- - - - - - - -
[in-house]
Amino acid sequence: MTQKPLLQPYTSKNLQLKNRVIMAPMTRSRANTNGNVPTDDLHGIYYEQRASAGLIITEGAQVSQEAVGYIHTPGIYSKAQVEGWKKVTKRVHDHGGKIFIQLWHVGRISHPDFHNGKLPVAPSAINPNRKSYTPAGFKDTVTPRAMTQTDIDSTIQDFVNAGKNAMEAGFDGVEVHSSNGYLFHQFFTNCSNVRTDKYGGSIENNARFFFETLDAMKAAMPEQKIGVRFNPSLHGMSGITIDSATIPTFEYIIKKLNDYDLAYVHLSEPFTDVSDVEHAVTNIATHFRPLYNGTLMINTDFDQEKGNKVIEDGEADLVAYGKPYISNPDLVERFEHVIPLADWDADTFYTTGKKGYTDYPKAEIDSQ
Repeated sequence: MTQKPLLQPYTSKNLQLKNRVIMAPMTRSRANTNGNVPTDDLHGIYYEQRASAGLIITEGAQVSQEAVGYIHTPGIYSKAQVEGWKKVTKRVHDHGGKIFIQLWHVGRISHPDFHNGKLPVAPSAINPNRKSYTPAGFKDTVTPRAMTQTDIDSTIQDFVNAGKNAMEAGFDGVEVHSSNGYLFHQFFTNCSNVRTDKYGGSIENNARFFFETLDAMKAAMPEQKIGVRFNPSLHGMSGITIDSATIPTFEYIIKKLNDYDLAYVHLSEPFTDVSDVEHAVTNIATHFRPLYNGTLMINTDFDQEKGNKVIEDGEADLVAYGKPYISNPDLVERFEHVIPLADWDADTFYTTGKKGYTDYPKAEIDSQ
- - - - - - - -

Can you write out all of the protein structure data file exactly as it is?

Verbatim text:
[in-house]
Amino acid sequence: MTQKPLLQPYTSKNLQLKNRVIMAPMTRSRANTNGNVPTDDLHGIYYEQRASAGLIITEGAQVSQEAVGYIHTPGIYSKAQVEGWKKVTKRVHDHGGKIFIQLWHVGRISHPDFHNGKLPVAPSAINPNRKSYTPAGFKDTVTPRAMTQTDIDSTIQDFVNAGKNAMEAGFDGVEVHSSNGYLFHQFFTNCSNVRTDKYGGSIENNARFFFETLDAMKAAMPEQKIGVRFNPSLHGMSGITIDSATIPTFEYIIKKLNDYDLAYVHLSEPFTDVSDVEHAVTNIATHFRPLYNGTLMINTDFDQEKGNKVIEDGEADLVAYGKPYISNPDLVERFEHVIPLADWDADTFYTTGKKGYTDYPKAEIDSQ
Repeated sequence: MTQKPLLQPYTSKNLQLKNRVIMAPMTRSRANTNGNVPTDDLHGIYYEQRASAGLIITEGAQVSQEAVGYIHTPGIYSKAQVEGWKKVTKRVHDHGGKIFIQLWHVGRISHPDFHNGKLPVAPSAINPNRKSYTPAGFKDTVTPRAMTQTDIDSTIQDFVNAGKNAMEAGFDGVEVHSSNGYLFHQFFTNCSNVRTDKYGGSIENNARFFFETLDAMKAAMPEQKIGVRFNPSLHGMSGITIDSATIPTFEYIIKKLNDYDLAYVHLSEPFTDVSDVEHAVTNIATHFRPLYNGTLMINTDFDQEKGNKVIEDGEADLVAYGKPYISNPDLVERFEHVIPLADWDADTFYTTGKKGYTDYPKAEIDSQ